Given that the call and possible parameters are somewhat extensive, we present this user request in a separate subchapter. The general format of the user request is:
HTTP-CALL <json-specification>
We have the following detailed format:
HTTP-CALL { "method": <"POST"/GET/,> "url": <"service-url">, "headers": { <"header-key-1">: <"header-value-1">, <"header-key-2">: <"header-value-2">,}, "payload": <“text-payload“>, "request-timeout-seconds": <time-in-seconds>, "return-chatbot-message": <message-to-send-to-chatbot-after-finishing-call>, "response-mapping": { <"context-var-for-resultCode">: "RESULT_CODE", <"context-var-for-resultMessage">: "RESULT_MESSAGE", <"context-var-1">: <"json-path-1">, <"context-var-2">: <"json-path-2">,} }
Return message to chatbot:
After finishing the call to the HTTP service, the contextual variables in the chatbot will be mapped and then a return message defined by the string return-chatbot-message will be sent to the chatbot. This makes it possible to control the flow of further scenarios. Using this unique message, it is possible to create a follow-up scenario that will respond only to this specific message and display or otherwise use the results obtained by calling the HTTP service.
The format of this system message can of course be arbitrary, but it is good to follow a uniform format starting and ending with two dashes, with capital letters and individual words separated by a single dash - for example, --CARD-ISSUE-FINISHED--. The corresponding intent handling this message should then have an identical name, only without the starting and ending dashes, in this case: CARD-ISSUE-FINISHED.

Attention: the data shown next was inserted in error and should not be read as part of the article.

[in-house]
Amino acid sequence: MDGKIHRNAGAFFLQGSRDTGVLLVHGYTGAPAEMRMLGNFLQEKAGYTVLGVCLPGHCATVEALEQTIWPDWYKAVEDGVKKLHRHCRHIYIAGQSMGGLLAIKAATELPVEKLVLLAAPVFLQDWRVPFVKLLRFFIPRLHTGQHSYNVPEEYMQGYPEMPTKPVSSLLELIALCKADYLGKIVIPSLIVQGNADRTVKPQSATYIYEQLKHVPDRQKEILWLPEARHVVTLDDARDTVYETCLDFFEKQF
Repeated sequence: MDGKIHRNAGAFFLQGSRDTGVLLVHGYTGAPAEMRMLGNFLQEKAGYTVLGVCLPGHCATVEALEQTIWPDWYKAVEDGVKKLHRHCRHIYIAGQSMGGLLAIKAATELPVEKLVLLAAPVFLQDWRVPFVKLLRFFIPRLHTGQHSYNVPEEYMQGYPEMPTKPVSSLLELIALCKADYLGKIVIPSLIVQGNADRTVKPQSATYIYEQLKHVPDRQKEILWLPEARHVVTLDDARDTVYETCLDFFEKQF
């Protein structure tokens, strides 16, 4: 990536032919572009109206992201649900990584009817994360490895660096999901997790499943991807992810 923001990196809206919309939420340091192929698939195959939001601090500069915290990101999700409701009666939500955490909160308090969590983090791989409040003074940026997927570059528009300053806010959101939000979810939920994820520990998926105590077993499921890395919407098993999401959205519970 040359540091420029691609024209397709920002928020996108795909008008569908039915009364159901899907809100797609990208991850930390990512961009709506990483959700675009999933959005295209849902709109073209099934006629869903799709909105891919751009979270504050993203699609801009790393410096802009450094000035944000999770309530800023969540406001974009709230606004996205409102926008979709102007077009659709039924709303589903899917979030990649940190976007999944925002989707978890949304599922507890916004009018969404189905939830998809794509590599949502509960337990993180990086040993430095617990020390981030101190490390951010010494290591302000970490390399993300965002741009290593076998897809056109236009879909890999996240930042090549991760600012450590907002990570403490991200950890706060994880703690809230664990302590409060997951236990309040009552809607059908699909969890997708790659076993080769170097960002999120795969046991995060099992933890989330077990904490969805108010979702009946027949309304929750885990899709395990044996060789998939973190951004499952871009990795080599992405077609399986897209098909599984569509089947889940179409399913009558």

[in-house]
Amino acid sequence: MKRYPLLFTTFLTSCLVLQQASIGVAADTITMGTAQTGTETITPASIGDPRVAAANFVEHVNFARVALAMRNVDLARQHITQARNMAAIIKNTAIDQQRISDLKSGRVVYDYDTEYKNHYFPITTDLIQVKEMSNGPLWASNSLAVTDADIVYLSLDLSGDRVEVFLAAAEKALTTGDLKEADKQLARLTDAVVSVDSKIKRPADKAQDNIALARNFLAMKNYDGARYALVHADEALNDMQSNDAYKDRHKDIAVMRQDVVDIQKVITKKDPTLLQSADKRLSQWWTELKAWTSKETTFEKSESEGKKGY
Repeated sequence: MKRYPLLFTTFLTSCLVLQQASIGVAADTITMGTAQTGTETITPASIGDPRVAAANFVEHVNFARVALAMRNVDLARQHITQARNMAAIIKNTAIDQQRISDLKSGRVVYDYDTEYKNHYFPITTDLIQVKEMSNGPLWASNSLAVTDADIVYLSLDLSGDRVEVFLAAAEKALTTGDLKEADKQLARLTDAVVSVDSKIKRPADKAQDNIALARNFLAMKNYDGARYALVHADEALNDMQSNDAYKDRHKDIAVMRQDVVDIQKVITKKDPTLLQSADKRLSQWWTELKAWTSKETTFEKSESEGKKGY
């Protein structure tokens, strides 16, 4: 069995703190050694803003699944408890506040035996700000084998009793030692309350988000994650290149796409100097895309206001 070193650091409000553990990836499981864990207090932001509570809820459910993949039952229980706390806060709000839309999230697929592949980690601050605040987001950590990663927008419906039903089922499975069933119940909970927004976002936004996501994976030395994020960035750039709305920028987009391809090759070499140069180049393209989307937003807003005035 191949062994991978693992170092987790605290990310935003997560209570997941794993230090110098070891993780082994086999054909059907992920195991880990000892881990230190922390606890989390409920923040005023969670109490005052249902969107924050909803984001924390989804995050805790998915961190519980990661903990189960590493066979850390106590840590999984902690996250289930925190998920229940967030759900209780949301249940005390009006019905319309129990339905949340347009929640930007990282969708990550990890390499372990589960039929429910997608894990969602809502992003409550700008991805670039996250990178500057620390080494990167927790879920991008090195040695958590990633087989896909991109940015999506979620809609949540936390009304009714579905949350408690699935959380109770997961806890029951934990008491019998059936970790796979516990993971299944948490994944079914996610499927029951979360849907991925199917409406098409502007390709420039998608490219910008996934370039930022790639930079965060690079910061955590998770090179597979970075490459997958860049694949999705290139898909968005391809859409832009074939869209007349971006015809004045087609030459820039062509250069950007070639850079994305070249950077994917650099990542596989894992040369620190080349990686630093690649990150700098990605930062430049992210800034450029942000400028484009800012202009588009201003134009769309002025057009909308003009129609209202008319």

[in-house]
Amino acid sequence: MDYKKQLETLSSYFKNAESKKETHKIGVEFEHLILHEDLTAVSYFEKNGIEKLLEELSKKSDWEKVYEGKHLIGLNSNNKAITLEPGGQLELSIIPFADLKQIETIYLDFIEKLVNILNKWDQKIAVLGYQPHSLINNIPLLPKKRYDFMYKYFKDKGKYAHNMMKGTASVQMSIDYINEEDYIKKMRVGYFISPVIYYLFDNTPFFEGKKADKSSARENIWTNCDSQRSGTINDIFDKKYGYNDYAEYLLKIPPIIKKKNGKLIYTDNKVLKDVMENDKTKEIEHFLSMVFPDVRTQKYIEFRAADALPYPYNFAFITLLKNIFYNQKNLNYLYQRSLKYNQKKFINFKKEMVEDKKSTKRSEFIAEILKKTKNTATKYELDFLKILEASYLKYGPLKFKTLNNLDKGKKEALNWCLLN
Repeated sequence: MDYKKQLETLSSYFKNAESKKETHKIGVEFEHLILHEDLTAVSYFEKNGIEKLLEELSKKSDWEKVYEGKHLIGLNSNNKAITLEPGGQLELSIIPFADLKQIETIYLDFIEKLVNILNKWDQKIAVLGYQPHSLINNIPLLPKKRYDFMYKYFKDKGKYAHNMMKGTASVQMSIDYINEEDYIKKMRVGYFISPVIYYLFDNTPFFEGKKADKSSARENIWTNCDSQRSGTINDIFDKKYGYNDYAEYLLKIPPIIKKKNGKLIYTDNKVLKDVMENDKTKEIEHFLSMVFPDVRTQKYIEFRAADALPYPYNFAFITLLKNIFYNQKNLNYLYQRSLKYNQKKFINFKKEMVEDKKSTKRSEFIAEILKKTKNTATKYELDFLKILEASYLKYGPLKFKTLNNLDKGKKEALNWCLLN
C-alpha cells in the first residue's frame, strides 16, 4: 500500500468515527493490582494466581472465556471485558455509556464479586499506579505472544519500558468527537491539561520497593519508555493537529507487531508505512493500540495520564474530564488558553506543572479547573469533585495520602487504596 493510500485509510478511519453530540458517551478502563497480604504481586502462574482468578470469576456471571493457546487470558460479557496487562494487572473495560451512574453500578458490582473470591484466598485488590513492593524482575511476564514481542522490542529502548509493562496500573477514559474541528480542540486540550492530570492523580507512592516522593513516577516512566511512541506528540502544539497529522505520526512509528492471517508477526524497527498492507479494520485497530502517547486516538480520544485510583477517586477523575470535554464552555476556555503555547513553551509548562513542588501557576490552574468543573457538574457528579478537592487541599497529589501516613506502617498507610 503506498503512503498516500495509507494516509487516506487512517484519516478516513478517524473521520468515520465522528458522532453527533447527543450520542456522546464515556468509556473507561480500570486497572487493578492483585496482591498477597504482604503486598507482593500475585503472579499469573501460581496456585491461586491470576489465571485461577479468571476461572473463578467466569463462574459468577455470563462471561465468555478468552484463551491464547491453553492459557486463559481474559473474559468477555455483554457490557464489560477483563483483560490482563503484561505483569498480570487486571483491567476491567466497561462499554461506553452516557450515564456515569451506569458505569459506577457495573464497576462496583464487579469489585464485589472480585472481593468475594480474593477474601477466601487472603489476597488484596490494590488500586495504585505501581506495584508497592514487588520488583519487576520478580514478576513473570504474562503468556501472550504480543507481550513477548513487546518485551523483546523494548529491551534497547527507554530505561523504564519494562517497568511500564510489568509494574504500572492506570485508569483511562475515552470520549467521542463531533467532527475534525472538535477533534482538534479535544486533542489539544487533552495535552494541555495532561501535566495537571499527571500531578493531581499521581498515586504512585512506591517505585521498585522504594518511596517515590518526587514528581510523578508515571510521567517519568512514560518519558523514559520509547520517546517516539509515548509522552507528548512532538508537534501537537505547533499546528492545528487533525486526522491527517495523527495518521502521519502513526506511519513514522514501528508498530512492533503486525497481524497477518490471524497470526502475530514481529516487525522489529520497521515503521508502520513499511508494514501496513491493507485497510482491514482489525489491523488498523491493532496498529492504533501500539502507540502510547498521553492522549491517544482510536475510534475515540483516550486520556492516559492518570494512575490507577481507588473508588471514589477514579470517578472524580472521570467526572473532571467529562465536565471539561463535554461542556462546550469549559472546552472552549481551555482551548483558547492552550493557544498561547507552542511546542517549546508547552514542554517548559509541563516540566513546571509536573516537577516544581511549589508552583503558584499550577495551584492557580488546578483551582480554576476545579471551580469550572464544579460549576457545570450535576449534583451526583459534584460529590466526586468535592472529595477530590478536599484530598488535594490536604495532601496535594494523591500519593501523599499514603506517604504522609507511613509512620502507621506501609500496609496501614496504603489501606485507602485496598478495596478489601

Return codes:
In case of a successful call, the return code (RESULT_CODE) will be saved in the selected contextual variables and the return message (RESULT_MESSAGE) will be empty. At the same time, the selected values of the returned payload in JSON format are mapped to the appropriate contextual variables (which are only strings).
In case of an unsuccessful call or other problems, a return code of 900 or higher is returned and a result message corresponding to this return code is returned:
900 - general unspecified error (an exception occurred during the call), a detailed description of the exception is saved in RESULT_MESSAGE
901 - error parsing the response, probably not JSON
HTTP-CALL { "method": "POST", "url": "", "headers": { "Content-Type": "application/json", "X-auth": "kjnm45531" }, "payload": { "state": "idle", "data": { "welcome_message": "Dobrý den,", "messages": [ "msg1", "msg2", "msg3" ] } }, "request-timeout-seconds": 10, "return-chatbot-message": "—HTTP-CALL-FINISHED--", "response-mapping": { "resultCode": "**RESULT_CODE**", "resultMessage": "**RESULT_MESSAGE**", "contextParam1": "$.key", "contextParam2": "$.license.test" } }

Unused Advanced Script Features

Since Chatbot is a general product used for applications other than virtual receptionist aReception, not all features and possibilities are used or usable for virtual reception. These include, for example, Boost voicebot, Questionnaire, or Form. Colleagues from Chatbot and Voicebot projects can provide information on their use and other related services and products if interested.


The product aReception is constantly evolving and improving. If you have any ideas on how we can improve it, let us know.